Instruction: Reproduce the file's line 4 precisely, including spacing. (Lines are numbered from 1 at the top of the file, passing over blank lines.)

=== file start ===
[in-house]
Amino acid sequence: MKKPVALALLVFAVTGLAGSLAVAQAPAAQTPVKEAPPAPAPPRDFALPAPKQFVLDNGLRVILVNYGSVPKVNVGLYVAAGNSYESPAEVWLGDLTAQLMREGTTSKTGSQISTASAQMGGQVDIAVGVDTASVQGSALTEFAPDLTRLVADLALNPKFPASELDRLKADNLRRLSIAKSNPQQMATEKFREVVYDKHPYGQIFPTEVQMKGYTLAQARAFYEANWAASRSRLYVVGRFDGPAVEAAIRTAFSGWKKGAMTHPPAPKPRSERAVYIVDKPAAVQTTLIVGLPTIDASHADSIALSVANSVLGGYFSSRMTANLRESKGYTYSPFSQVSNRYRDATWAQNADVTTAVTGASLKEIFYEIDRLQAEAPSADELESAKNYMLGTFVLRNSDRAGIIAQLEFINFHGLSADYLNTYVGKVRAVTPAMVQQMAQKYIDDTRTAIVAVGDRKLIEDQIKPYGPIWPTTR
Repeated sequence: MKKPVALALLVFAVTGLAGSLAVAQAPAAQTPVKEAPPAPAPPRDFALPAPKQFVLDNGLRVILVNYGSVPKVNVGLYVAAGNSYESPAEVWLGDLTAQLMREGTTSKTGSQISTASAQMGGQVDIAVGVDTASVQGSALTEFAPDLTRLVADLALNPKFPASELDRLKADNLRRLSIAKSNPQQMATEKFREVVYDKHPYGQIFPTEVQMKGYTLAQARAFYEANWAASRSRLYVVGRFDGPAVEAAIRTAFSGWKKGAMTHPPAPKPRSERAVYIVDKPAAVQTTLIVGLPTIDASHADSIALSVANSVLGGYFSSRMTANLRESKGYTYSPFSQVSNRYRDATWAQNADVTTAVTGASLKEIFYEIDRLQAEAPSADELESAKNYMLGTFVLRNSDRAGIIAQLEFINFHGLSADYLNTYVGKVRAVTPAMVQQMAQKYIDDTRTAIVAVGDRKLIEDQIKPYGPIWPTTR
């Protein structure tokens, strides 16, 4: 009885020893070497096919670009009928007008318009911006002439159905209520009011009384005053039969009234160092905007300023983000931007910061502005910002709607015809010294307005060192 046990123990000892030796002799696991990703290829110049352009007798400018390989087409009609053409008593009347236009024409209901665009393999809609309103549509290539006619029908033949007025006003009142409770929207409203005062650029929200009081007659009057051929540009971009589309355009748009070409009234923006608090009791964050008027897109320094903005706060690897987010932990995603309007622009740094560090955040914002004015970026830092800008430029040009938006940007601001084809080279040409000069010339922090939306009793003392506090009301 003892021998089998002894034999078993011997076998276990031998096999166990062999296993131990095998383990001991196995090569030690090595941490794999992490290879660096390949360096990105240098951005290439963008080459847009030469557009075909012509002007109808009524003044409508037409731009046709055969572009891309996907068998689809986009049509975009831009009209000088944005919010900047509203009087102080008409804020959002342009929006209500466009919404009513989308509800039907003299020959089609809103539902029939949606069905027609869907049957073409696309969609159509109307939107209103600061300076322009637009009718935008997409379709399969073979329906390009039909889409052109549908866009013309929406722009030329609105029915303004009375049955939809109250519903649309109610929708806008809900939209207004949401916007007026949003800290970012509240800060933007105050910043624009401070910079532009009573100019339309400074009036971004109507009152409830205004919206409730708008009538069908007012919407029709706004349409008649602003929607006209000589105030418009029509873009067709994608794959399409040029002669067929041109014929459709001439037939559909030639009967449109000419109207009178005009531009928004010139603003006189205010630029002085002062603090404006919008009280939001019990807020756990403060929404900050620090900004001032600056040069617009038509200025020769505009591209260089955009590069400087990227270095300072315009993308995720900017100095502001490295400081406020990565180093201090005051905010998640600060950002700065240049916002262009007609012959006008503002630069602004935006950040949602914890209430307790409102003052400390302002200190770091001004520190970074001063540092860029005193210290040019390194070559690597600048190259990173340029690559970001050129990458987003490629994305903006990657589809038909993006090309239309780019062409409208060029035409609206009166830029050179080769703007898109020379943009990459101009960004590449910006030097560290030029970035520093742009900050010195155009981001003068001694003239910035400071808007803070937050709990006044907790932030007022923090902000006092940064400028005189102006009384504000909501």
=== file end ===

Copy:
């Protein structure tokens, strides 16, 4: 009885020893070497096919670009009928007008318009911006002439159905209520009011009384005053039969009234160092905007300023983000931007910061502005910002709607015809010294307005060192 046990123990000892030796002799696991990703290829110049352009007798400018390989087409009609053409008593009347236009024409209901665009393999809609309103549509290539006619029908033949007025006003009142409770929207409203005062650029929200009081007659009057051929540009971009589309355009748009070409009234923006608090009791964050008027897109320094903005706060690897987010932990995603309007622009740094560090955040914002004015970026830092800008430029040009938006940007601001084809080279040409000069010339922090939306009793003392506090009301 003892021998089998002894034999078993011997076998276990031998096999166990062999296993131990095998383990001991196995090569030690090595941490794999992490290879660096390949360096990105240098951005290439963008080459847009030469557009075909012509002007109808009524003044409508037409731009046709055969572009891309996907068998689809986009049509975009831009009209000088944005919010900047509203009087102080008409804020959002342009929006209500466009919404009513989308509800039907003299020959089609809103539902029939949606069905027609869907049957073409696309969609159509109307939107209103600061300076322009637009009718935008997409379709399969073979329906390009039909889409052109549908866009013309929406722009030329609105029915303004009375049955939809109250519903649309109610929708806008809900939209207004949401916007007026949003800290970012509240800060933007105050910043624009401070910079532009009573100019339309400074009036971004109507009152409830205004919206409730708008009538069908007012919407029709706004349409008649602003929607006209000589105030418009029509873009067709994608794959399409040029002669067929041109014929459709001439037939559909030639009967449109000419109207009178005009531009928004010139603003006189205010630029002085002062603090404006919008009280939001019990807020756990403060929404900050620090900004001032600056040069617009038509200025020769505009591209260089955009590069400087990227270095300072315009993308995720900017100095502001490295400081406020990565180093201090005051905010998640600060950002700065240049916002262009007609012959006008503002630069602004935006950040949602914890209430307790409102003052400390302002200190770091001004520190970074001063540092860029005193210290040019390194070559690597600048190259990173340029690559970001050129990458987003490629994305903006990657589809038909993006090309239309780019062409409208060029035409609206009166830029050179080769703007898109020379943009990459101009960004590449910006030097560290030029970035520093742009900050010195155009981001003068001694003239910035400071808007803070937050709990006044907790932030007022923090902000006092940064400028005189102006009384504000909501």